h1

1982, Best Summer Ever: “The Thing”

August 5, 2012

John Carpenter’s remake of 1951’s The Thing From Another World—abbreviated to simply The Thing (because, really, the whole “from another world” pretty much goes without saying)—was little loved upon release during the summer of 1982. Critics were understandably put off by its gore and violence and relentlessly pessimistic vantage point. After all, this was the summer of E.T.—a magical time when lovable, big-eyed aliens descended upon suburban California to fill the void left in a 10 year-old boy’s heart by the absence of his father. So, yeah, you can see that with your girlfriend or you can see the John Carpenter flick that features a dude’s head separating from his body and sprouting spider legs and eyestalks and walking across the room. Hmmm…I wonder which one is more likely to lead to some action in the AMC Gremlin’s backseat…

It’s taken about three decades, but finally Carpenter’s version of the horror has finally found some modicum of respect.

Of course, remake a Howard Hawks classic and you’re pretty much asking for a critical gang-rape. Especially if you’re an outspoken, iconoclastic, young director known mostly for bumming around genre movies. Naturally, no one believed that Carpenter could follow up an act like Hawks (never mind the fact that Hawks himself was a genre director), so the deck was stacked against him from day one. Add the copious amounts of gore and extensive creature effects and you might as well have just run over Pauline Kael’s dog.

Hawks once said that in order for a movie to be good it needs three great scenes and no bad ones, and by this measure Carpenter delivers. The Thing is a long movie, but a lean one, and a tense, paranoid one. Carpenter’s movie doesn’t have an ounce of fat on its skeleton. It’s pure dread, fear, and hopelessness. Add to the mix some terrific performances and assured direction and you have a horror classic, unappreciated in its own time.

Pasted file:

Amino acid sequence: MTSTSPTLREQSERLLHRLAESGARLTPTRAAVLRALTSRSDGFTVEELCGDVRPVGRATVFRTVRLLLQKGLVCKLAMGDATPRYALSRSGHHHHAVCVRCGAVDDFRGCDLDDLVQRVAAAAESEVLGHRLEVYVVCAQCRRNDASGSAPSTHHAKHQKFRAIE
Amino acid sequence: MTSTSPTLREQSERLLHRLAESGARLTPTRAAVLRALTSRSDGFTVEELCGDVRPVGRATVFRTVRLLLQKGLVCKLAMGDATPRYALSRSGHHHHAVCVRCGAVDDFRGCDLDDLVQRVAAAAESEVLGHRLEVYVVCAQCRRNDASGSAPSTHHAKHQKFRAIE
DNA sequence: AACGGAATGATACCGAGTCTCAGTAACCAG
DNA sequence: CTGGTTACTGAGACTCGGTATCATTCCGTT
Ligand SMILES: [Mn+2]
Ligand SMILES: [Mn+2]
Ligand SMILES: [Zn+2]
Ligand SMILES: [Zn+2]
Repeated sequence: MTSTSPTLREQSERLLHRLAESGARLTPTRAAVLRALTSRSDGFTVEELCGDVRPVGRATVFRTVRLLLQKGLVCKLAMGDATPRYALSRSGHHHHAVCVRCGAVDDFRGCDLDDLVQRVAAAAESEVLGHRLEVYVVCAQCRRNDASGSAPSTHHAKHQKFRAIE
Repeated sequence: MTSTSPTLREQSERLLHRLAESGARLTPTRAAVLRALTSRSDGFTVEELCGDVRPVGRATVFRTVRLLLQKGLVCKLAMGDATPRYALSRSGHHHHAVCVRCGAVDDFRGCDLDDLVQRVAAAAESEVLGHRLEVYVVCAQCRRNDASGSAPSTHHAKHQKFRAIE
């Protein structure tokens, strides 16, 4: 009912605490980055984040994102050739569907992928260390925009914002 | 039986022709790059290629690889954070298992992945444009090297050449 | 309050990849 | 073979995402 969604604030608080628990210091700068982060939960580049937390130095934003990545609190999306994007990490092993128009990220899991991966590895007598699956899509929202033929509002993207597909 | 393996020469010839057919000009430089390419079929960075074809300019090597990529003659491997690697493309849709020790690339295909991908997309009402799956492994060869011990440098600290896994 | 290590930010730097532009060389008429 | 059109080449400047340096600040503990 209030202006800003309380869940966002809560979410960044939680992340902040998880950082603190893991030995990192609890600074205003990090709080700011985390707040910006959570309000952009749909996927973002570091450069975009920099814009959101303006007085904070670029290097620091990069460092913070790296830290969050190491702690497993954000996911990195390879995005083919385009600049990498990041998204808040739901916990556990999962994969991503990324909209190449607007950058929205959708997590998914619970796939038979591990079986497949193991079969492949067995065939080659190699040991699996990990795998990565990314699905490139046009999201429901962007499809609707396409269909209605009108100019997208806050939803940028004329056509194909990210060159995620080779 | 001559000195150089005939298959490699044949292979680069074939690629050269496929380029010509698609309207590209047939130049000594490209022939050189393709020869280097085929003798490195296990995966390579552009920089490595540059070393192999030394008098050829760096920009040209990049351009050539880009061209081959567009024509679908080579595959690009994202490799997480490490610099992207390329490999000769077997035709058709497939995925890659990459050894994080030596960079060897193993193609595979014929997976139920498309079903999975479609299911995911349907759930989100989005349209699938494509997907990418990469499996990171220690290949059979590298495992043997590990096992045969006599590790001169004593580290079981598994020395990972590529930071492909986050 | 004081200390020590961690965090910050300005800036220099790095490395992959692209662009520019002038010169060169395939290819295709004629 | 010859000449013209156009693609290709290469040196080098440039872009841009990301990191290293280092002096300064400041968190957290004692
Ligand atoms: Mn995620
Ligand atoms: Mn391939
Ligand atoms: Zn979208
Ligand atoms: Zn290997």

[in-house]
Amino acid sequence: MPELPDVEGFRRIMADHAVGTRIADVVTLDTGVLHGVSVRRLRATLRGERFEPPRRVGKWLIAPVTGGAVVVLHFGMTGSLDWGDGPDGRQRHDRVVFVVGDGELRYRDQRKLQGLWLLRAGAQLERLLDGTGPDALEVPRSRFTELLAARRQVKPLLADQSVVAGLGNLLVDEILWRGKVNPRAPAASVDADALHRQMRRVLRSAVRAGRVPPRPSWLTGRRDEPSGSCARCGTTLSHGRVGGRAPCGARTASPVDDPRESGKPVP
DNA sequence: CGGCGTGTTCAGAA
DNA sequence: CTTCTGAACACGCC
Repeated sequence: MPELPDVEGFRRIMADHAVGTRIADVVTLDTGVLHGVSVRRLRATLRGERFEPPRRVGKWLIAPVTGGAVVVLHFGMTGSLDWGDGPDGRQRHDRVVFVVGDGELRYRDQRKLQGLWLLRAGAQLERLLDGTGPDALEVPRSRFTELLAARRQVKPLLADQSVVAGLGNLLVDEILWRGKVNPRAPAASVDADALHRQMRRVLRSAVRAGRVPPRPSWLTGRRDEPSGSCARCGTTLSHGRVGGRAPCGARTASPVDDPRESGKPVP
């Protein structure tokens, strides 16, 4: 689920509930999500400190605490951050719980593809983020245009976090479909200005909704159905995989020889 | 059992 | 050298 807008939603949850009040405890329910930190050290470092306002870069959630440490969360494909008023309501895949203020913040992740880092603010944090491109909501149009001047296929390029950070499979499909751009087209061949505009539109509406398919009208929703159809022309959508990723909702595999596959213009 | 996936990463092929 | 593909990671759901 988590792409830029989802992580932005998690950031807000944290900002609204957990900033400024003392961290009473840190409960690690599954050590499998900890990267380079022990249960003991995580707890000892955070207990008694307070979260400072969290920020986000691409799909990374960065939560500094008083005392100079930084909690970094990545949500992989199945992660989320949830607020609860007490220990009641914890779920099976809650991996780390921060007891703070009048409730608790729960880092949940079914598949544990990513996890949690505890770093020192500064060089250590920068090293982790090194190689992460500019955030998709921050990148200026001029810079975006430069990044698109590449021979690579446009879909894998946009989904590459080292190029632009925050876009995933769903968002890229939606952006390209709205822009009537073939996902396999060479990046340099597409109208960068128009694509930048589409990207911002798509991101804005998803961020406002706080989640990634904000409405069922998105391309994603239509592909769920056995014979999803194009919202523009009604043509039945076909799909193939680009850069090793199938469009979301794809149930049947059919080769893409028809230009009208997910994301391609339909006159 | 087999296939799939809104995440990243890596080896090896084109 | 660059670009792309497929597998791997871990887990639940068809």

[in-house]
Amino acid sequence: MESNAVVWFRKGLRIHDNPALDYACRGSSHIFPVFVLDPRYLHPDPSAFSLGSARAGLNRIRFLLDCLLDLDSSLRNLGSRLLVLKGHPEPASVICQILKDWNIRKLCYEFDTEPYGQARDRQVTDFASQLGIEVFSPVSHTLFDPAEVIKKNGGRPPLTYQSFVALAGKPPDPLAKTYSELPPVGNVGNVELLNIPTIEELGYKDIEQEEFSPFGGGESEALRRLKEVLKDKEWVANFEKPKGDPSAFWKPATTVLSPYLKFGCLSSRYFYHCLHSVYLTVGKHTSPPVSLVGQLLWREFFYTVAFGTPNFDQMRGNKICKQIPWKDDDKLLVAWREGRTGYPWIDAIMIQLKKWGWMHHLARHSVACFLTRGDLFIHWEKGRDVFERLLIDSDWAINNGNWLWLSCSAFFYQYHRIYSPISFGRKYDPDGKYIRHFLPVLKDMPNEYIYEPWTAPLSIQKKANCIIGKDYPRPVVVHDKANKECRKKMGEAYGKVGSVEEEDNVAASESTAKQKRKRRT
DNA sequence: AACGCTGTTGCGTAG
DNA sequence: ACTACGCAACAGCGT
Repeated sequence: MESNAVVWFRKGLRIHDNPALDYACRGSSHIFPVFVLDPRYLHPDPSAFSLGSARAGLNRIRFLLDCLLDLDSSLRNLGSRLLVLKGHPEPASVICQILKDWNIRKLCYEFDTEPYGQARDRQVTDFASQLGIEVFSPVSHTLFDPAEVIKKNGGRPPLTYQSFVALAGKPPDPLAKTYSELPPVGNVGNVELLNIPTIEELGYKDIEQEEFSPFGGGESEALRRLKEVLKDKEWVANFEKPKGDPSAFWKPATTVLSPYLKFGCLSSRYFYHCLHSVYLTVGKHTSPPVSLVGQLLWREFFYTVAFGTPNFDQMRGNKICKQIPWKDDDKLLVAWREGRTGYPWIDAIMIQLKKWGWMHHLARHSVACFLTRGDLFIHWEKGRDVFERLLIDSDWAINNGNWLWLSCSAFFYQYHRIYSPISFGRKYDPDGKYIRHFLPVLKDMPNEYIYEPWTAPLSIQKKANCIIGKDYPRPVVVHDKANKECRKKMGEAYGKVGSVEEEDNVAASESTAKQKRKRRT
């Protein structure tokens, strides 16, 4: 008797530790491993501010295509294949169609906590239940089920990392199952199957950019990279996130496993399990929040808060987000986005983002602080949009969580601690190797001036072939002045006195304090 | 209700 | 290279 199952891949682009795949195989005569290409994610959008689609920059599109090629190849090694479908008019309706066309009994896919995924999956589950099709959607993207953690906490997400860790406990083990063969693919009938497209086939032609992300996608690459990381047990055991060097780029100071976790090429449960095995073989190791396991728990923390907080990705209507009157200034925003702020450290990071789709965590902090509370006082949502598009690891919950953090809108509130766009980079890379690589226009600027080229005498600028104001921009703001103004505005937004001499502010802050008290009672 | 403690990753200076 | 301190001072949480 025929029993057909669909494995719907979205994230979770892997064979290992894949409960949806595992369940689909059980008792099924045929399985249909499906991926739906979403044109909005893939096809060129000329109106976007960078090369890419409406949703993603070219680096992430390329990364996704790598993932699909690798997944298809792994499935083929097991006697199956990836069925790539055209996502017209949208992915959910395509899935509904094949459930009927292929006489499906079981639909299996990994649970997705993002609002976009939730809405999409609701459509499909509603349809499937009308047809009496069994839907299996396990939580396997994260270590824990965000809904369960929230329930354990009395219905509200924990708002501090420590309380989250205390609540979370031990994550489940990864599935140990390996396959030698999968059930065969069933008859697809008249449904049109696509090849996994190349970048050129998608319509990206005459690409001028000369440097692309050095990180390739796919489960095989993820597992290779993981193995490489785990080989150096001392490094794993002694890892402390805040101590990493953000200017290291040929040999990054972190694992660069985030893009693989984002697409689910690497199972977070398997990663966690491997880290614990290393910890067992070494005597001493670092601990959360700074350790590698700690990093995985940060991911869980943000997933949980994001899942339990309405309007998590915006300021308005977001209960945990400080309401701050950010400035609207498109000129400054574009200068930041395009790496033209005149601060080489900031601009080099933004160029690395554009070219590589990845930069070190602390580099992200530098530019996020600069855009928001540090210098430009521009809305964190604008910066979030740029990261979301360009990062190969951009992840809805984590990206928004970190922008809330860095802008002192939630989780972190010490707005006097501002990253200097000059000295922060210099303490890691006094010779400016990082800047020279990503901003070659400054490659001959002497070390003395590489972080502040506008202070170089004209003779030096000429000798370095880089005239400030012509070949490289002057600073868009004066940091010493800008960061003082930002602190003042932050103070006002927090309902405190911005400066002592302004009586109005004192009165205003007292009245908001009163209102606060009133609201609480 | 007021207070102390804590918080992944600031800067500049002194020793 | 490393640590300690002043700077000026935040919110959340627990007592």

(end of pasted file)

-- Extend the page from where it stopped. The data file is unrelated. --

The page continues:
From point one, Carpenter gets a bad rap. His Thing hews closely to Joseph W. Campbell’s novella Who Goes There?, which Hawks’s did not. Where Hawks reinvented the thing as a big, lumbering, alien other, Carpenter returns to the basis of the novella’s fear—the notion of an alien organism which takes over its host and mimics it. In fact, Carpenter’s story (as written for the screen by Bill Lancaster) sticks pretty closely to Campbell’s—even returning the action to an (Ant)arctic a research station rather than a military base. And while the unfolding action is obviously updated, it follows the same skeleton of Campbell’s story: Researchers in an isolated station come across a frozen alien creature which promptly thaws out, takes their form and begins hunting them. Wackiness ensues.

As a director, Carpenter can be hit and miss. He usually misses when he delves into political territory (They Live is terrific over-the-top ridiculous fun, but its politics would need a lot more thought to even be considered childish). When applying himself to straight, genre material, he’s a master craftsman who knows precisely how and when to turn the screws. With The Thing, he expertly balances community and isolation; camaraderie and suspicion; and shoots it through with pure, unrelenting terror. Almost every monster-on-the-loose movie ultimately isolates its characters, but Carpenter makes them essentially stranded on an island of plywood shacks and Quonset huts in the middle of a lethal wasteland. When the sun sets on the endless Antarctic night, so too does it on their chances of reaching the outside world.